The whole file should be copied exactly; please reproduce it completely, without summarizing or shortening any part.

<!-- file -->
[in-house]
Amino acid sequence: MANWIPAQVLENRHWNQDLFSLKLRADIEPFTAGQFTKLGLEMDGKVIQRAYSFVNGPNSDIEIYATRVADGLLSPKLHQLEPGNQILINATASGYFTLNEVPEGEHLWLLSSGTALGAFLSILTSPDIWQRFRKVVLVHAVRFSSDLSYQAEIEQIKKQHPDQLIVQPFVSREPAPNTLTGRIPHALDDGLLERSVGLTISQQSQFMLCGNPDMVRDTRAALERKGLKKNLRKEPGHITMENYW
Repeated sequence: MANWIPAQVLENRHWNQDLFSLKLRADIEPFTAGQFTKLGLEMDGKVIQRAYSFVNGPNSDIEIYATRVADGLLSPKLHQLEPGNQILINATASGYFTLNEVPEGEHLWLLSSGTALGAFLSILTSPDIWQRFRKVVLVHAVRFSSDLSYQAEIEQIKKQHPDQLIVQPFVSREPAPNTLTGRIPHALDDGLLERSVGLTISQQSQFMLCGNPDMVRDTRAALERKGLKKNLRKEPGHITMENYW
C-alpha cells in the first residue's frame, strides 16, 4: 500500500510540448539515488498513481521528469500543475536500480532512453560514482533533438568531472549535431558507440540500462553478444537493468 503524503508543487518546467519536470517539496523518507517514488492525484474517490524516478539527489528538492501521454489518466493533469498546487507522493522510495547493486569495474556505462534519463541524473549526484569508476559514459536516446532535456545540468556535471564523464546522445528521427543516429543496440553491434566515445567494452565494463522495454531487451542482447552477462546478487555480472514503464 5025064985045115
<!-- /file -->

[in-house]
Amino acid sequence: MANWIPAQVLENRHWNQDLFSLKLRADIEPFTAGQFTKLGLEMDGKVIQRAYSFVNGPNSDIEIYATRVADGLLSPKLHQLEPGNQILINATASGYFTLNEVPEGEHLWLLSSGTALGAFLSILTSPDIWQRFRKVVLVHAVRFSSDLSYQAEIEQIKKQHPDQLIVQPFVSREPAPNTLTGRIPHALDDGLLERSVGLTISQQSQFMLCGNPDMVRDTRAALERKGLKKNLRKEPGHITMENYW
Repeated sequence: MANWIPAQVLENRHWNQDLFSLKLRADIEPFTAGQFTKLGLEMDGKVIQRAYSFVNGPNSDIEIYATRVADGLLSPKLHQLEPGNQILINATASGYFTLNEVPEGEHLWLLSSGTALGAFLSILTSPDIWQRFRKVVLVHAVRFSSDLSYQAEIEQIKKQHPDQLIVQPFVSREPAPNTLTGRIPHALDDGLLERSVGLTISQQSQFMLCGNPDMVRDTRAALERKGLKKNLRKEPGHITMENYW
C-alpha cells in the first residue's frame, strides 16, 4: 500500500510540448539515488498513481521528469500543475536500480532512453560514482533533438568531472549535431558507440540500462553478444537493468 503524503508543487518546467519536470517539496523518507517514488492525484474517490524516478539527489528538492501521454489518466493533469498546487507522493522510495547493486569495474556505462534519463541524473549526484569508476559514459536516446532535456545540468556535471564523464546522445528521427543516429543496440553491434566515445567494452565494463522495454531487451542482447552477462546478487555480472514503464 5025064985045115